Although we stayed in touch since that time through letters or phone calls, and occasionally a visit, I got to see him and actually co-present with him at the old temple in 2014. Fittingly, I was giving a reading from my novel, The Divorce Girl, a semi-autobiographical novel (the plot and some of the incidents were from my life but all the characters, including the main one — who was taller and smarter than me — were fictional). When I thanked Phil for all he did for me, then people started asking him questions as well as me, and soon he was standing next to me.

“How did you help her become a writer?” one person asked. Phil said, “You know, you just find out what someone is interested in and encourage them.” This was completely true, but the bigger story is that he showed me the power of telling our stories aloud and on the page.

Phil is the one who first shone the flashlight of good listening enough for me to see not just my way out but how writing and listening could be a way for others to find their own path. I credit him with helping me become a teacher and facilitator, and much of what I know of the power of such an encounter informed my development of Transformative Language Arts, a field that encourages people to make community and change through what we say and write.

When I hugged Phil goodbye seven years ago, I told him I would try to visit again. Although I very much wanted to, being so far away, then the distance magnified by the pandemic kept me of seeing him alive again. Another old temple pal let me know that he died October 27. I’m sad that he’s gone, and I especially wish his wonderful family all comforts and peace possible.

Phil’s life on this side of the veil is over, but my full circle time with him is so embedded in my heart that he will never be dead to me. And in case he can hear or read this (my idea of the afterlife would surely include a lot of reading), thank you, Phil, for getting me through the hardest three years of my life. Love in action like yours never dies.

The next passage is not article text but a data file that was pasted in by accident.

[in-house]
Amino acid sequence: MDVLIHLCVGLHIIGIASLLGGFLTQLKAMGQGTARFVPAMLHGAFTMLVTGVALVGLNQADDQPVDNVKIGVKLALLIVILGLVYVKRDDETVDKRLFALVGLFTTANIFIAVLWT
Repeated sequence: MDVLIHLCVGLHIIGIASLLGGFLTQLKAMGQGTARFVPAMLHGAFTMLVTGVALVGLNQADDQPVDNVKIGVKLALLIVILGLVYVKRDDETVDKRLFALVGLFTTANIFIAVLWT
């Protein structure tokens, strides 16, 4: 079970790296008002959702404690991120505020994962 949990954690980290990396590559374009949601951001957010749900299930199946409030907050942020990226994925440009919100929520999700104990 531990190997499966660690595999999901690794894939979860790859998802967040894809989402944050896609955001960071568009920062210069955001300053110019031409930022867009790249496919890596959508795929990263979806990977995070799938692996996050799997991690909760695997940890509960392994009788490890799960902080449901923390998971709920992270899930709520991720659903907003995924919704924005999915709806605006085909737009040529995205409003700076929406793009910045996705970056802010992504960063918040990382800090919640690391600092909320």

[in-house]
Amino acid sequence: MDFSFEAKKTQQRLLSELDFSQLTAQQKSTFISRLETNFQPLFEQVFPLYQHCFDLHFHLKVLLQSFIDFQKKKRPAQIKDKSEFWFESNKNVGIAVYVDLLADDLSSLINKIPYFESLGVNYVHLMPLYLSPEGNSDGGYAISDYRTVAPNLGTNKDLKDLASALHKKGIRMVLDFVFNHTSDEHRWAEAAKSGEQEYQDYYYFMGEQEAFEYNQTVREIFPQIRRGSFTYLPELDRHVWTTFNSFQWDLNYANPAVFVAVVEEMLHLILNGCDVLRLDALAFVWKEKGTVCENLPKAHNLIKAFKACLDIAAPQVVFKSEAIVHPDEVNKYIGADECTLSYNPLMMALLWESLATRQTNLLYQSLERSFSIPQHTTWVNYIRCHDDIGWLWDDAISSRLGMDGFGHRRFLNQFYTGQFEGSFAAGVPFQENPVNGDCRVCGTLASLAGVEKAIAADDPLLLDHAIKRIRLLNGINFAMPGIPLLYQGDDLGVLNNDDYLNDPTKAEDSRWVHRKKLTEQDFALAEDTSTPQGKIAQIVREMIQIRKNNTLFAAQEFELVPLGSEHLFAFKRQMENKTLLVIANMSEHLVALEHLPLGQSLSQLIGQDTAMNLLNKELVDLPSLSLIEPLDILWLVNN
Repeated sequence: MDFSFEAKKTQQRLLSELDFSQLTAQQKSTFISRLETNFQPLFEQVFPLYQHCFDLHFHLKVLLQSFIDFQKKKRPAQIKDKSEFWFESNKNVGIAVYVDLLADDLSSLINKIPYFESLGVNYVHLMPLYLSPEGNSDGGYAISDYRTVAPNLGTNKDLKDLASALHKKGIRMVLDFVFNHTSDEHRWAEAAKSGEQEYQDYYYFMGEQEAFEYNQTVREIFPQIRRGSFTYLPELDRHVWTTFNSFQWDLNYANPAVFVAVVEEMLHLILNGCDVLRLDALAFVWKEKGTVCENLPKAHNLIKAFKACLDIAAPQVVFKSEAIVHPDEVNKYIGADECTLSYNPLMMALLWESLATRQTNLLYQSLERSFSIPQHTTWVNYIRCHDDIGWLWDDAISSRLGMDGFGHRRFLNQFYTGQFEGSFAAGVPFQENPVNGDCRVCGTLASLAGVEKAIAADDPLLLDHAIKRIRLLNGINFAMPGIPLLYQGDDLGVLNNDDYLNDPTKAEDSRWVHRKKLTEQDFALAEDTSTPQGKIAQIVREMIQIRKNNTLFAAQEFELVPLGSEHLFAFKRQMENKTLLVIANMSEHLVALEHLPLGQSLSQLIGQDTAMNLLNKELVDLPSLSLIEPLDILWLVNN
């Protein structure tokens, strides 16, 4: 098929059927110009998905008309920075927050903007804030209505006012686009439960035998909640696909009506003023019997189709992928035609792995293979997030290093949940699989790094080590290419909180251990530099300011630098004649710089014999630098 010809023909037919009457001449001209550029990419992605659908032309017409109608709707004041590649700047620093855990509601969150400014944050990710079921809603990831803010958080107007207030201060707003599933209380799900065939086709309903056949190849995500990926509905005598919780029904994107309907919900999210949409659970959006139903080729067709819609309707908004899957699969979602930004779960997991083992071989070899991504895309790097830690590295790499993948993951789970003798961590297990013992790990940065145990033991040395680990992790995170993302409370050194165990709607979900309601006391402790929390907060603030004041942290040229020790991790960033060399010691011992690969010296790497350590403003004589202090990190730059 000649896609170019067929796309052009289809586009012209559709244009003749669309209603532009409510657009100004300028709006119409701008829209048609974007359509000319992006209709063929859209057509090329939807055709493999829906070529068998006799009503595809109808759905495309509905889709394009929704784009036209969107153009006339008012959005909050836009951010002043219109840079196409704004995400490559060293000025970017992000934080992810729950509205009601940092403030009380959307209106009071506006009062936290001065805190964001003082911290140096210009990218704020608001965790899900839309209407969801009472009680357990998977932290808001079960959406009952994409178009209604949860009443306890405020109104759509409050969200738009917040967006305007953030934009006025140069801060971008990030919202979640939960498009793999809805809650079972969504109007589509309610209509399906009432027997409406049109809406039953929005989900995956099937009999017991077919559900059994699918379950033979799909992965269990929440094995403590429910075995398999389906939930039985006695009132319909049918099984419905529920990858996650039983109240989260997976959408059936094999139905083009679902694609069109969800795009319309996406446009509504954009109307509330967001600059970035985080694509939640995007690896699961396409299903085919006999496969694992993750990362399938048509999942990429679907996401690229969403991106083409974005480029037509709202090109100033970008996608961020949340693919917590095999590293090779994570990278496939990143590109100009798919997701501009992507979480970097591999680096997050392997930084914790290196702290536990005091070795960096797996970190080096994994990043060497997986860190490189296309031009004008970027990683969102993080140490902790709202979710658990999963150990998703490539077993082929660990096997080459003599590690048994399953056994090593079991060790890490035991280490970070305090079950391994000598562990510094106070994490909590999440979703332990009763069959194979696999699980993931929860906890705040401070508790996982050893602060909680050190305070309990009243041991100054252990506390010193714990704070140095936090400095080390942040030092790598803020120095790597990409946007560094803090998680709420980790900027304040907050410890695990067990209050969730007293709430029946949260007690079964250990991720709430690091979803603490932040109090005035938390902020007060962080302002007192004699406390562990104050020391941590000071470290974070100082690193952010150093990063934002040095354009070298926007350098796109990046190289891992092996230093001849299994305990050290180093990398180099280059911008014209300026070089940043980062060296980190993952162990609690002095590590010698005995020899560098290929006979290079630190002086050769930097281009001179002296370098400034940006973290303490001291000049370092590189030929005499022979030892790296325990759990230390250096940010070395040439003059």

Make Mine an MRI With a Side of Enya and a Rainbow for Dessert: Everyday Magic, Day 1060

Question: How many MRIs does it take a claustrophobe to relax?

Answer: When Brandon, the wonderful (re: tolerant) MRI tech asked I told him I’ve lost count. Nothing like tunnelling, sleeping, and freaking out at times through two bouts of cancer, plus having some greater risk of other cancers, to make that too many MRIs, Catscans, X-rays, blood tests, and other cancer wellness (as in, “if we find nothing, all is well”) to count.

Today was my annual MRI to make sure there’s no tiny pancreatic cancer cells hovering around the corner. While I’ve never had this cancer, it’s what killed my father and uncle, and it can also be tied to being BRCA1 positive (which I am, meaning I have a breast cancer genetic mutation). This MRI cross-bred with my quarterly scans to ensure I have nothing from the eye cancer I had traveling to other parts of the body.

As someone who used to be terrified of lots of scans, especially MRIs and anything where I’ve sent into a tube (I once visited the underworld during a Petscan), these are a deal for me, or at least they used to be. I’ve needed heavy sedation on a cocktail of you-are-somewhere-far-far-away drugs numerous times. Even then, according to my good friend Judy who once sang me Jewish prayers and Buddhist chants during one, I still kicked my legs wildly the whole time.

But when faced with the reality of many more scans in what I hope is a long and healthy life, I’ve been working on giving up my panic and dread. For the last few years, I’ve talked with my therapist about exposure therapy and how my life is giving me this in bundles when it comes to scans. What also helps is Enya.